"And who was poor Sandy?" asked my wife, who takes a deep interest in the stories of plantation life which she hears from the lips of the older colored people. Some of these stories are quaintly humorous; others wildly extravagant, revealing the Oriental cast of the negro's imagination; while others, poured freely into the sympathetic ear of a Northern-bred woman, disclose many a tragic incident of the darker side of slavery.
"Sandy," said Julius, in reply to my wife's question, "was a nigger w'at useter b'long ter ole Mars Marrabo McSwayne. Mars Marrabo's place wuz on de yuther side'n de swamp, right nex' ter yo' place. Sandy wuz a monst'us good nigger, en could do so many things erbout a plantation, en alluz 'ten' ter his wuk so well, dat w'en Mars Marrabo's chilluns growed up en married off, dey all un 'em wanted dey daddy fer ter gin 'em Sandy fer a weddin' present. But Mars Marrabo knowed de res' would n' be satisfied ef he gin Sandy ter a'er one un 'em; so w'en dey wuz all done married, he fix it by 'lowin' one er his chilluns ter take Sandy fer a mont' er so, en den ernudder for a mont' er so, en so on dat erway tel dey had all had 'im de same lenk er time; en den dey would all take him roun' ag'in, 'cep'n oncet in a w'ile w'en Mars Marrabo would len' 'im ter some er his yuther kinfolks 'roun' de country, w'en dey wuz short er han's; tel bimeby it go so Sandy did n' hardly knowed whar he wuz gwine ter stay fum one week's een ter de yuther.
"One time w'en Sandy wuz lent out ez yushal, a spekilater come erlong wid a lot er niggers, en Mars Marrabo swap' Sandy's wife off fer a noo 'oman. W'en Sandy come back, Mars Marrabo gin 'im a dollar, en 'lowed he wuz monst'us sorry fer ter break up de fambly, but de spekilater had gin 'im big boot, en times wuz hard en money skase, en so he wuz bleedst ter make de trade. Sandy tuk on some 'bout losin' his wife, but he soon seed dey want no use cryin' ober spilt merlasses; en bein' ez he lacked de looks er de noo 'ooman, he tuk up wid her atter she b'n on de plantation a mont' er so.
"Sandy en his noo wife got on mighty well tergedder, en de niggers all 'mence' ter talk about how lovin' dey wuz. W'en Tenie wuz tuk sick oncet, Sandy useter set up all night wid 'er, en den go ter wuk in de mawnin' des lack he had his reg'lar sleep; en Tenie would 'a done anythin' in de worl' for her Sandy.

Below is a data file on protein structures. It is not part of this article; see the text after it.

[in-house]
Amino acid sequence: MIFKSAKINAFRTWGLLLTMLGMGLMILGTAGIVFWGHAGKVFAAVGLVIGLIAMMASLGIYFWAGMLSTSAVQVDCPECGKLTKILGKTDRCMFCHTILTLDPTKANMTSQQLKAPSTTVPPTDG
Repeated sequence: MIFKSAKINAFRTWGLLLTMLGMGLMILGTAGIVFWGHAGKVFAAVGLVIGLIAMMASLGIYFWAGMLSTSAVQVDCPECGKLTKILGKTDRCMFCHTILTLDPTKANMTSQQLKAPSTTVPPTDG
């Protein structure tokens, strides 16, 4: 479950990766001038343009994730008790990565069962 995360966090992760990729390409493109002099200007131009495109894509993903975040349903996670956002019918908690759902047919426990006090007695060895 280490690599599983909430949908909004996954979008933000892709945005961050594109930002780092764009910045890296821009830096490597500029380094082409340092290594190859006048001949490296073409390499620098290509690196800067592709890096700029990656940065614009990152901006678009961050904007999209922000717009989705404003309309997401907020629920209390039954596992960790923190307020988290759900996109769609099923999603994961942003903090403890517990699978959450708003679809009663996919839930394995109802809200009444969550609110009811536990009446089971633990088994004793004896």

"Sandy en Tenie had n' b'en libbin' tergedder fer mo' d'n two mont's befo' Mars Marrabo's old uncle, w'at libbed down in Robeson County, sent up ter fine out ef Mars Marrabo could n' len' 'im er hire 'im a good han' fer a mont' er so. Sandy's marster wuz one er dese yer easy-gwine folks w'at wanter please eve'ybody, en he says yas, he could len' 'im Sandy. En Mars Marrabo tole Sandy fer ter git ready ter go down ter Robeson nex' day, fer ter stay a mont' er so.
"Hit wuz monst'us hard on Sandy fer ter take 'im 'way fum Tenie. Hit wuz so fur down ter Robeson dat he did n' hab no chance er comin' back ter see her tel de time wuz up; he would n' a' mine comin' ten er fifteen mile at night ter see Tenie, but Mars Marrabo's uncle's plantation wuz mo' d'n forty mile off. Sandy wuz mighty sad en cas' down atter w'at Mars Marrabo tole 'im, en he says ter Tenie, sezee:—1888.] Po' Sandy. 607
"'I'm gittin monstus ti'ed er dish yer gwine roun' so much. Here I is lent ter Mars Jeems dis mont', en I got ter do so-en-so; en ter Mars Archie de nex' mont', en I got ter do so-en-so; den I got ter go ter Miss Jinnie's: en hit's Sandy dis en Sandy dat, en Sandy yer en Sandy dere, tel it 'pears ter me I ain' got no home, ner no marster, ner no mistiss, ner no nuffin'. I can't eben keep a wife: my yuther ole 'oman wuz sole away widout my gittin' a chance fer ter tell her good-by; en now I got ter go off en leab you, Tenie, en I dunno whe'r I'm eber gwine ter see yer ag'in er no. I wisht I wuz a tree, er a stump, er a rock, er sump'n w'at could stay on de plantation fer a w'ile.'